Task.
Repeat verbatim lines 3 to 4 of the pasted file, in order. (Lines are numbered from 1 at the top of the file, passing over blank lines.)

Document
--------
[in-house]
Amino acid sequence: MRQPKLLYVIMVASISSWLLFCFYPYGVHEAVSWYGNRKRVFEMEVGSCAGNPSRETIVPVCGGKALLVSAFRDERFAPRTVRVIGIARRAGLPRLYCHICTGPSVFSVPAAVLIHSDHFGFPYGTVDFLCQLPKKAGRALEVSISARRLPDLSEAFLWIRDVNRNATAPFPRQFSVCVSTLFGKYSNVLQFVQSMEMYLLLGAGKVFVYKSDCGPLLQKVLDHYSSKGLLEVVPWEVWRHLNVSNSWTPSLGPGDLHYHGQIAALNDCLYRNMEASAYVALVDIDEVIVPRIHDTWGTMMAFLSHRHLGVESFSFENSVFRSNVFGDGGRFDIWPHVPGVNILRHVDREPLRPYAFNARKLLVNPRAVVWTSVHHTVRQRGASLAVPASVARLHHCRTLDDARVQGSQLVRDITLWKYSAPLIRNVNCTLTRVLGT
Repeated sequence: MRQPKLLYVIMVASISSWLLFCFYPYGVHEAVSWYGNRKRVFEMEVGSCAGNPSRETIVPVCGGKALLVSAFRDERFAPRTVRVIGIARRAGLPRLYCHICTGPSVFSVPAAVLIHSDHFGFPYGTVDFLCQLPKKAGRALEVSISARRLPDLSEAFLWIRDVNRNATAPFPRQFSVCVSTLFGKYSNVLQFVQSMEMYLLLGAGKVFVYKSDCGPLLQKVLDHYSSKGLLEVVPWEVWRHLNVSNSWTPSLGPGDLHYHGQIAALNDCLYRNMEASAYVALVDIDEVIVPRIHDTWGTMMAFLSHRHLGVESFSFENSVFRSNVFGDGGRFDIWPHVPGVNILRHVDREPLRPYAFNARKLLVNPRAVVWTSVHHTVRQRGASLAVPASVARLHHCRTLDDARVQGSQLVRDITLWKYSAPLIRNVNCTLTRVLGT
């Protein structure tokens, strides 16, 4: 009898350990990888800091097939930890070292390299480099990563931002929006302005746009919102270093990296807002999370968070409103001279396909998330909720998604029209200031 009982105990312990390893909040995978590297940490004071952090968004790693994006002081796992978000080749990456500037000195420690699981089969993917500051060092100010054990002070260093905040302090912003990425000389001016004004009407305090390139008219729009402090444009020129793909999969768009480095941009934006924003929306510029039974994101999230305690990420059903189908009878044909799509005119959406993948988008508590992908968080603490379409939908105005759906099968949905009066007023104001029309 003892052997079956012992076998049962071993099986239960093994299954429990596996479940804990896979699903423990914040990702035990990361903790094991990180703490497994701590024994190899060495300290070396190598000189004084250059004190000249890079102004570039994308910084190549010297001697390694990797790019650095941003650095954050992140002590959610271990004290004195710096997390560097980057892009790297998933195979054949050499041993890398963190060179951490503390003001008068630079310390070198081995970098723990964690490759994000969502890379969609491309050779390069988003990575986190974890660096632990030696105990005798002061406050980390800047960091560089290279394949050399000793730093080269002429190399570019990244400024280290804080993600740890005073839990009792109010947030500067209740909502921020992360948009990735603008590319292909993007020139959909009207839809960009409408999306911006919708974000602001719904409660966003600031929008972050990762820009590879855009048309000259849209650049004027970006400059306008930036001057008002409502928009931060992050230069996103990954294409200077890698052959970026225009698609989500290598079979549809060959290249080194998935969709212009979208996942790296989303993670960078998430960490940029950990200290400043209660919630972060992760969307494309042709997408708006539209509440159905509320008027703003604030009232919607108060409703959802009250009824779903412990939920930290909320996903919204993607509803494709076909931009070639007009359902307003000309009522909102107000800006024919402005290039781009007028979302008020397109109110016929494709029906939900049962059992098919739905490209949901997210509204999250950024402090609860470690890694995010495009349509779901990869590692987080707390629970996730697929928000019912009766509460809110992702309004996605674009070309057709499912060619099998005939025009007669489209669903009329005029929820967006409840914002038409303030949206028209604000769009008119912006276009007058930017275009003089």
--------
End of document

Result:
Repeated sequence: MRQPKLLYVIMVASISSWLLFCFYPYGVHEAVSWYGNRKRVFEMEVGSCAGNPSRETIVPVCGGKALLVSAFRDERFAPRTVRVIGIARRAGLPRLYCHICTGPSVFSVPAAVLIHSDHFGFPYGTVDFLCQLPKKAGRALEVSISARRLPDLSEAFLWIRDVNRNATAPFPRQFSVCVSTLFGKYSNVLQFVQSMEMYLLLGAGKVFVYKSDCGPLLQKVLDHYSSKGLLEVVPWEVWRHLNVSNSWTPSLGPGDLHYHGQIAALNDCLYRNMEASAYVALVDIDEVIVPRIHDTWGTMMAFLSHRHLGVESFSFENSVFRSNVFGDGGRFDIWPHVPGVNILRHVDREPLRPYAFNARKLLVNPRAVVWTSVHHTVRQRGASLAVPASVARLHHCRTLDDARVQGSQLVRDITLWKYSAPLIRNVNCTLTRVLGT
């Protein structure tokens, strides 16, 4: 009898350990990888800091097939930890070292390299480099990563931002929006302005746009919102270093990296807002999370968070409103001279396909998330909720998604029209200031 009982105990312990390893909040995978590297940490004071952090968004790693994006002081796992978000080749990456500037000195420690699981089969993917500051060092100010054990002070260093905040302090912003990425000389001016004004009407305090390139008219729009402090444009020129793909999969768009480095941009934006924003929306510029039974994101999230305690990420059903189908009878044909799509005119959406993948988008508590992908968080603490379409939908105005759906099968949905009066007023104001029309 003892052997079956012992076998049962071993099986239960093994299954429990596996479940804990896979699903423990914040990702035990990361903790094991990180703490497994701590024994190899060495300290070396190598000189004084250059004190000249890079102004570039994308910084190549010297001697390694990797790019650095941003650095954050992140002590959610271990004290004195710096997390560097980057892009790297998933195979054949050499041993890398963190060179951490503390003001008068630079310390070198081995970098723990964690490759994000969502890379969609491309050779390069988003990575986190974890660096632990030696105990005798002061406050980390800047960091560089290279394949050399000793730093080269002429190399570019990244400024280290804080993600740890005073839990009792109010947030500067209740909502921020992360948009990735603008590319292909993007020139959909009207839809960009409408999306911006919708974000602001719904409660966003600031929008972050990762820009590879855009048309000259849209650049004027970006400059306008930036001057008002409502928009931060992050230069996103990954294409200077890698052959970026225009698609989500290598079979549809060959290249080194998935969709212009979208996942790296989303993670960078998430960490940029950990200290400043209660919630972060992760969307494309042709997408708006539209509440159905509320008027703003604030009232919607108060409703959802009250009824779903412990939920930290909320996903919204993607509803494709076909931009070639007009359902307003000309009522909102107000800006024919402005290039781009007028979302008020397109109110016929494709029906939900049962059992098919739905490209949901997210509204999250950024402090609860470690890694995010495009349509779901990869590692987080707390629970996730697929928000019912009766509460809110992702309004996605674009070309057709499912060619099998005939025009007669489209669903009329005029929820967006409840914002038409303030949206028209604000769009008119912006276009007058930017275009003089």